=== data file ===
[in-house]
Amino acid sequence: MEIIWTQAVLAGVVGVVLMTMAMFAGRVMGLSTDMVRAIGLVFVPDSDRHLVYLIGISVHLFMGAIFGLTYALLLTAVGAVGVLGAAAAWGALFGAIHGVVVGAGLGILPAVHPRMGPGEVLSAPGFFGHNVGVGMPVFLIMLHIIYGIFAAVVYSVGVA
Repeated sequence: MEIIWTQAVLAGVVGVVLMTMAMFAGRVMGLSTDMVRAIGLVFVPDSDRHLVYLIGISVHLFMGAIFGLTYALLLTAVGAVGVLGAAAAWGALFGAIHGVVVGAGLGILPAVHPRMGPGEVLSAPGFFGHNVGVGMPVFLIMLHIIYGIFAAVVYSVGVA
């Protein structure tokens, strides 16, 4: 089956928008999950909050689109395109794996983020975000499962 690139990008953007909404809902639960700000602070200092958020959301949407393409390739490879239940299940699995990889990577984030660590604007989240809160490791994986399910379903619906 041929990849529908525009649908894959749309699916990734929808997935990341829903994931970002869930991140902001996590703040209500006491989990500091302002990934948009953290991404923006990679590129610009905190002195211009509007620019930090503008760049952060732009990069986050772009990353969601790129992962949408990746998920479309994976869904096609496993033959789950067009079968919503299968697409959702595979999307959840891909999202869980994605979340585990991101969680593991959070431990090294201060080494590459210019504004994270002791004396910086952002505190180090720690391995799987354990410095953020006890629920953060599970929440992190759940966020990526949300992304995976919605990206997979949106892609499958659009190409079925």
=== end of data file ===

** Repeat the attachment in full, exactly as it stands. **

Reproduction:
[in-house]
Amino acid sequence: MEIIWTQAVLAGVVGVVLMTMAMFAGRVMGLSTDMVRAIGLVFVPDSDRHLVYLIGISVHLFMGAIFGLTYALLLTAVGAVGVLGAAAAWGALFGAIHGVVVGAGLGILPAVHPRMGPGEVLSAPGFFGHNVGVGMPVFLIMLHIIYGIFAAVVYSVGVA
Repeated sequence: MEIIWTQAVLAGVVGVVLMTMAMFAGRVMGLSTDMVRAIGLVFVPDSDRHLVYLIGISVHLFMGAIFGLTYALLLTAVGAVGVLGAAAAWGALFGAIHGVVVGAGLGILPAVHPRMGPGEVLSAPGFFGHNVGVGMPVFLIMLHIIYGIFAAVVYSVGVA
């Protein structure tokens, strides 16, 4: 089956928008999950909050689109395109794996983020975000499962 690139990008953007909404809902639960700000602070200092958020959301949407393409390739490879239940299940699995990889990577984030660590604007989240809160490791994986399910379903619906 041929990849529908525009649908894959749309699916990734929808997935990341829903994931970002869930991140902001996590703040209500006491989990500091302002990934948009953290991404923006990679590129610009905190002195211009509007620019930090503008760049952060732009990069986050772009990353969601790129992962949408990746998920479309994976869904096609496993033959789950067009079968919503299968697409959702595979999307959840891909999202869980994605979340585990991101969680593991959070431990090294201060080494590459210019504004994270002791004396910086952002505190180090720690391995799987354990410095953020006890629920953060599970929440992190759940966020990526949300992304995976919605990206997979949106892609499958659009190409079925």